Friday, March 3, 2017

TekPower TP3016M Switching DC Power Supply Mod & Review

I have been using various DC power supplies for projects on my workbench for some time now, but recently decided I need the flexibility of a true variable supply, vs a wall adapter that has 4-5 voltage choices.  In my search, I found that most workbench power supplies were very large and bulky, which wasn't ideal.  Then I came across this geam, the TekPower TP3016M Switching DC Power Supply.  It is a fairly new product, and can be found on Amazon.

This unit fits my needs perfectly having an output range of 0.3V-12V @ 0-3.75A, and it can even jump up to 30V@ 1.6A.  The other perk was the size, which is about the same as a multi-meter.  The unit is portable, and small enough for me to mount on the wall above the workbench.

I have already used it for a few projects, and it performed flawlessly.  Backlit display is a nice touch, as are the dedicated USB ports for output at 5.1V @ 2.5A.  The only downside to this unit, is that is has no dedicated power button.  To turn it off, you have to remove the power cord.  Not ideal, especially for my plan to wall mount it.  So I set off to MOD the device, to remove this "negative" from the feature list. So I opened the unit up and took a peek inside to see what I could do.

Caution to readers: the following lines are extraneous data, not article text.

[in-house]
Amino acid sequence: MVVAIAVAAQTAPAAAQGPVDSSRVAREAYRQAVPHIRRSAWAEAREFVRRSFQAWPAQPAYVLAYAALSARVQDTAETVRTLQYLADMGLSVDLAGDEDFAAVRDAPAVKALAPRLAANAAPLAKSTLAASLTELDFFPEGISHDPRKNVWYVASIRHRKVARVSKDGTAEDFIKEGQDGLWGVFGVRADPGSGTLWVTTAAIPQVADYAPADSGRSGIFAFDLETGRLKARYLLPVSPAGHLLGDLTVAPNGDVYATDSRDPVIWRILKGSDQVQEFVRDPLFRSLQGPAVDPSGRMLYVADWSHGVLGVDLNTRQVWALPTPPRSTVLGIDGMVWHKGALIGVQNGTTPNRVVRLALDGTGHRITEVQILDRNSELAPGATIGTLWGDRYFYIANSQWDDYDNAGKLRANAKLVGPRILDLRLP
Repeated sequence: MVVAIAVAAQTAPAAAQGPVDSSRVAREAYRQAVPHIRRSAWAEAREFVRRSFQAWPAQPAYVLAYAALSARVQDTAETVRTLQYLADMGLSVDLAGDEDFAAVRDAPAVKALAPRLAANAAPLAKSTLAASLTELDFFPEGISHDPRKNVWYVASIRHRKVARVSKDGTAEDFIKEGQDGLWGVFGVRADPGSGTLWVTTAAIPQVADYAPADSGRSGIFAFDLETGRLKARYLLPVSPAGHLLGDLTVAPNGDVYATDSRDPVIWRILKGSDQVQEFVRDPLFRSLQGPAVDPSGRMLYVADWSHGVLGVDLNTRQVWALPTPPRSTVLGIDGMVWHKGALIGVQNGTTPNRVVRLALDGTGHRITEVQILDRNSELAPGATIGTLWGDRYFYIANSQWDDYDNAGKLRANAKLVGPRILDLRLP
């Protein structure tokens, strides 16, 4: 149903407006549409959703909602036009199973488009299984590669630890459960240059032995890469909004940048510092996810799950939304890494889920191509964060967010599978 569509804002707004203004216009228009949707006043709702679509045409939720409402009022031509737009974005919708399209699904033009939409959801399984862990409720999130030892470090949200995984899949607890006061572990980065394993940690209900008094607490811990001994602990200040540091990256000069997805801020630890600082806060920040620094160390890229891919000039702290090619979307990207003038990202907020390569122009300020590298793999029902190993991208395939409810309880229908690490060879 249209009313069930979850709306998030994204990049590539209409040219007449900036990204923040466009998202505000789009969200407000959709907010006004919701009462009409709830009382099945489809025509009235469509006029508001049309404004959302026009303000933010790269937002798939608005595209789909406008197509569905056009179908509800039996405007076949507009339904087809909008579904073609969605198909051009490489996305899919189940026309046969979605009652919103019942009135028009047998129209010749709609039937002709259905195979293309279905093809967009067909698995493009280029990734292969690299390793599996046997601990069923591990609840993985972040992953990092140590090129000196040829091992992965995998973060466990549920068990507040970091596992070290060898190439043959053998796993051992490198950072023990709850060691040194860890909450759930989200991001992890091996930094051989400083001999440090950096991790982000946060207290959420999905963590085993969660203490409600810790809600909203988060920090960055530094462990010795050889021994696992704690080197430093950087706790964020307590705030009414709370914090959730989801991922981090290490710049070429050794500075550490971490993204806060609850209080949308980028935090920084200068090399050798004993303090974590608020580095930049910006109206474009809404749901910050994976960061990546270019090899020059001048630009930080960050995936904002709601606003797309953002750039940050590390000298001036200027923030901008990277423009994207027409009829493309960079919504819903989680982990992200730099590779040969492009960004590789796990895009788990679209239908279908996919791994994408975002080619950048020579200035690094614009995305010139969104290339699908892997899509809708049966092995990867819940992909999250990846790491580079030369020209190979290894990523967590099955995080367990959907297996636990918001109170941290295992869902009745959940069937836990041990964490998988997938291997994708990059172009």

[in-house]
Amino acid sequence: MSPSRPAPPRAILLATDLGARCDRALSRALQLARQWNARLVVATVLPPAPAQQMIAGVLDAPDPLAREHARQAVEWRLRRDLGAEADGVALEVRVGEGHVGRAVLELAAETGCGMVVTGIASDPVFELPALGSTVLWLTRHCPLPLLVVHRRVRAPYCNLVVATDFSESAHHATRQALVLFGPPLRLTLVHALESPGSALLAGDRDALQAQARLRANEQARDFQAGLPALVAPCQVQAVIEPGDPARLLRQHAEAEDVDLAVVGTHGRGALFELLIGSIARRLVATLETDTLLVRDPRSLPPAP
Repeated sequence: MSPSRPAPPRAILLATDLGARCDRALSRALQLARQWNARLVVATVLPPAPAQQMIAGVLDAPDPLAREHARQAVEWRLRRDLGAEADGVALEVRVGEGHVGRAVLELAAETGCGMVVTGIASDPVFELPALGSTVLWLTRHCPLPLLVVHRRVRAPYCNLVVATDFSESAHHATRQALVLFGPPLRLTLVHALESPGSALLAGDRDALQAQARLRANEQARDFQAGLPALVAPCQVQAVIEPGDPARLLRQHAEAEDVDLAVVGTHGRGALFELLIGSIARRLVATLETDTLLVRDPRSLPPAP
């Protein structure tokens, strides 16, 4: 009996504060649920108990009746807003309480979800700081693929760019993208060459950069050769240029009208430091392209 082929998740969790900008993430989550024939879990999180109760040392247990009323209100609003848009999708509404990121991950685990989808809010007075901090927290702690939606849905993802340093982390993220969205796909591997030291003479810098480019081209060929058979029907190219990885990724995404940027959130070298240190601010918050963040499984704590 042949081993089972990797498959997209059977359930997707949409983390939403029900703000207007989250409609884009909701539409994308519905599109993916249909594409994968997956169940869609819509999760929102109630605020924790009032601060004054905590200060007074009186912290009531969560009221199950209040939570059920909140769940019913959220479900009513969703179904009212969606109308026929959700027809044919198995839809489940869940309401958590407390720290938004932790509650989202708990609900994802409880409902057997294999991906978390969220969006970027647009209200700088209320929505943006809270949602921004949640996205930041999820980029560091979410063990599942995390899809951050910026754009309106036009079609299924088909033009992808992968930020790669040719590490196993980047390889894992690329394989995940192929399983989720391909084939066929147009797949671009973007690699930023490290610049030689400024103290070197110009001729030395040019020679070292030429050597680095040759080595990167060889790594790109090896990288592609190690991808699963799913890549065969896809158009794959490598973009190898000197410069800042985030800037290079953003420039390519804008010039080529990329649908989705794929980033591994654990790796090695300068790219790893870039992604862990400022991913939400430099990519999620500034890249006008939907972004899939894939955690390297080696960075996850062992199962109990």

Turns out the is ample room in the upper right of the device for a dedicated power switch.  I found a fairly small rocker switch (pictured below) that could take up to 6A, and began preparations to add it to the power supply. First thing I did was remove the solder from the post on the right of the 2 pin power input/plug.  Once the solder was removed (from only the right post), I bent the post up and away from the circuit board.

With the prep work done, I drilled a starter hole where I decided the switch would go, and then used a small file to shape the opening to fit the switch.

Lowered the switch into place, and then connected it to the power input pin I had previously bent upwards.  The other jumper was then soldered back to the board to complete the connection. It is a pretty tight area to work in, and I also chose to use some heat-shrink tube just in case the contacts got too close.

I plugged the cable back in, and gave it a quick test... WORKS!  Then proceeded to put the unit back together, which was as simple as snapping it back together and screwing in 3 screws.  The unit was then attached to my tool wall, where it is easily accessible to power future projects.

Overall a pretty simple MOD, but made this unit a lot easier to work with.  Here is a video I put together which is more of an overview of the power supply's operation.  Thanks for visiting.

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